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Deming's Great Lapse in Logic

I’m going to start out by saying that I fully expect to be blasted for this article. Challenging anything that Deming or Ohno or Shingo or Juran says is walking on thin ice in the Lean community.

Despite that, I am going to do it anyway. Lately, I have been more aware of the numerous references to Deming in the online Lean community. Forums, blogs, and newsletters frequently make a reference to something that Deming said, or a belief that he held.

The reason I have been paying more attention to it is that I am reading Out of the Crisis cover to cover for the first time. I am actually embarrassed to admit that. Deming is one of the most highly regarded thinkers in the Lean world, and I have only read extracts and summaries of his most famous work. For about the last 10 or 12 years I have always been in the middle of a couple of Lean works at any given time, but just never put Deming’s book into the mix. I know a lot about him, and have read chunks of his works and summaries of his biggest ideas, but just never sat back and dove into his book until now.

But before I go further into this discussion, I’d like to ask you this question:

How much of Deming's original work have you read?

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Now, despite the title of this article, I agree with nearly all of what Deming says. He’s got a brilliant mind, and was way ahead of his time in his thinking. I just get concerned when I see value being put into who said something, rather than what was said. A few of the things Deming said does not sit well with me.

Specifically, I have recently seen several references to the second part of his 11th point, “Eliminate numerical goals for people in management.” The fact that Deming made this point is used to bolster the argument against using incentives to increase performance.

What I have a problem with in this point is a single paragraph at the end of his discussion.

“The only number that is permissible for a manger to dangle in front of his people is a plain statement of fact with respect to survival. Examples: (1) Unless our sales improve 10 per cent next year, we shall be out of business. (2) The average level of carbon monoxide in an area, over an 8-hour period, must not exceed 8 parts per million. Reason: 9 or more parts per million has been declared injurious to health.” – W. Edwards Deming, from Out of the Crisis

So, if I understand this correctly, Deming is saying to avoid managing using numerical goals unless it is really important. To me, that makes little sense. If numerical goals for managers are bad, and are worthy of mentioning not to use them as one of his 14 Points, why would they be the way to go when the stakes are higher?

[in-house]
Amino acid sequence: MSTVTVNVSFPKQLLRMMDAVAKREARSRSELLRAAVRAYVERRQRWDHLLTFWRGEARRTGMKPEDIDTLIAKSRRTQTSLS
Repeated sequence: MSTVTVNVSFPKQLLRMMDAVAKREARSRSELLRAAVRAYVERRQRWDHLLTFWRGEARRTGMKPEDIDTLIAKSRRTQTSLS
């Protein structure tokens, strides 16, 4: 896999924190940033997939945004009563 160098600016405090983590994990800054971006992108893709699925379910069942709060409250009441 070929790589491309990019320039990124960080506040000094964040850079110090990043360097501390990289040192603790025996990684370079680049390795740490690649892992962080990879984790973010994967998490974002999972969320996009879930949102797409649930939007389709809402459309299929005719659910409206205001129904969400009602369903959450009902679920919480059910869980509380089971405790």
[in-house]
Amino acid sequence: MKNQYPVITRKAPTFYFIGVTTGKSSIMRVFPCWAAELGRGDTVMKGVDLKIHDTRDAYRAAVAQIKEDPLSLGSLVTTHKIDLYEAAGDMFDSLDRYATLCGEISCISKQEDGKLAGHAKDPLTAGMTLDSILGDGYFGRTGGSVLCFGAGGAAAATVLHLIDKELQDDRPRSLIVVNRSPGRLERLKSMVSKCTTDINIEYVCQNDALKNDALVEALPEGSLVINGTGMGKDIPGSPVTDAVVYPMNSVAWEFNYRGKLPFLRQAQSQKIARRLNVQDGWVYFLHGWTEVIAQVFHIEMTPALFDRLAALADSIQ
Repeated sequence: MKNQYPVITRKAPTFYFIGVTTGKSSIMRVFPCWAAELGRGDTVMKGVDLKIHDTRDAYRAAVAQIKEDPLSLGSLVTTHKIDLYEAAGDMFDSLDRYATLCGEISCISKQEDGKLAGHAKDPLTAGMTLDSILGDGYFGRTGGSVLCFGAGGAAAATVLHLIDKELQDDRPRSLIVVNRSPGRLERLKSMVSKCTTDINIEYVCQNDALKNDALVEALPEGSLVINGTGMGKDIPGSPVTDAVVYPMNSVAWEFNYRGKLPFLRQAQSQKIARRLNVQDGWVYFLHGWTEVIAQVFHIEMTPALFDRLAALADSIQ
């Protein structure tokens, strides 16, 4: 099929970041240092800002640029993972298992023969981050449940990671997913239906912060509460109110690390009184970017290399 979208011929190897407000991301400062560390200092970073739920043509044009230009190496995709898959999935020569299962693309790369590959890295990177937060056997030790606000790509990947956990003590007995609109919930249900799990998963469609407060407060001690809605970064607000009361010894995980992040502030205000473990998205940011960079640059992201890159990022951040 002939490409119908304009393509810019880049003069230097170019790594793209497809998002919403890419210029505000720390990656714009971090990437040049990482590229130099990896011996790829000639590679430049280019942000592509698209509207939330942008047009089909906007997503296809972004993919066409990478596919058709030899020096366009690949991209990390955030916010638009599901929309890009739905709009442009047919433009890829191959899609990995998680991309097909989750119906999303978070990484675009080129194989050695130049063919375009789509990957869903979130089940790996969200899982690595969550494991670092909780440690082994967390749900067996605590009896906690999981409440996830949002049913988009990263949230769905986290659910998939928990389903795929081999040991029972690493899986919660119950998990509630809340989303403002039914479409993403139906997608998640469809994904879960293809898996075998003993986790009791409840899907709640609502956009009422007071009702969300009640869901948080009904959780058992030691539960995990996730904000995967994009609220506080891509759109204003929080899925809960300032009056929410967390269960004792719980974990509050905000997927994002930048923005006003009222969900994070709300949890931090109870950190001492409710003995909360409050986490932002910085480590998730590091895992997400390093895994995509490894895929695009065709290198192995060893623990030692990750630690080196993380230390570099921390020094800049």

I believe that the point would have been better stated as “Eliminate arbitrary numerical goals for people in management.” In his discussion, the points Deming makes all focus on the arbitrary nature of goals, not the actual practice of using objectives as a management tool. Or they address something (specifically learning about a process) that could be done even with numerical targets. If you read between the lines, when there is a supporting plan and a focus on the thought process behind the plan, setting numerical goals makes sense.

So what do you think about my assessment of this point? Is there a logical lapse to say something is bad unless the business or safety are in jeopardy, and then it is the way to go? I’d also be curious about your thoughts on the other point of this article. Do I lose credibility for questioning Deming?


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  • Jeff,

    I’ve had a hard time buying into this one as well. I’m re-reading a book by Rafael Aguayo who was one of Deming’s students. The book goes through the 14 points and I continue to struggle with the one about goals. What John Hunter states in his comments makes sense though. Some organizations clearly are trying to solve everything today by measuring everything which is ineffective.

    Thanks for sharing.


    • Jeff Hajek says:

      That’s the funny thing about metrics. They work because they make people take action to impove on what is being measured.
      But sometimes they don’t work because they get people to take action only on what is being measured.
      Or, as John said (and you pointed out), because you measure something that is going to happen anyway.
      Thanks for the comment.

  • […] This post was mentioned on Twitter by Alan Kleber, Tim McMahon. Tim McMahon said: RT @Velaction: Deming’s Great Lapse in Logic: I’m going to start out by saying that I fully expect to be blasted… http://bit.ly/hFzdSy […]

  • Jeff, I think you right to begin with.

    I knew Dr. Deming and have great admiration for the work that he did, as well as the other leaders of the quality movement. However, Dr. Deming strayed into areas about which he had little knowledge and did not know the science (the data, that he always insisted we look at.)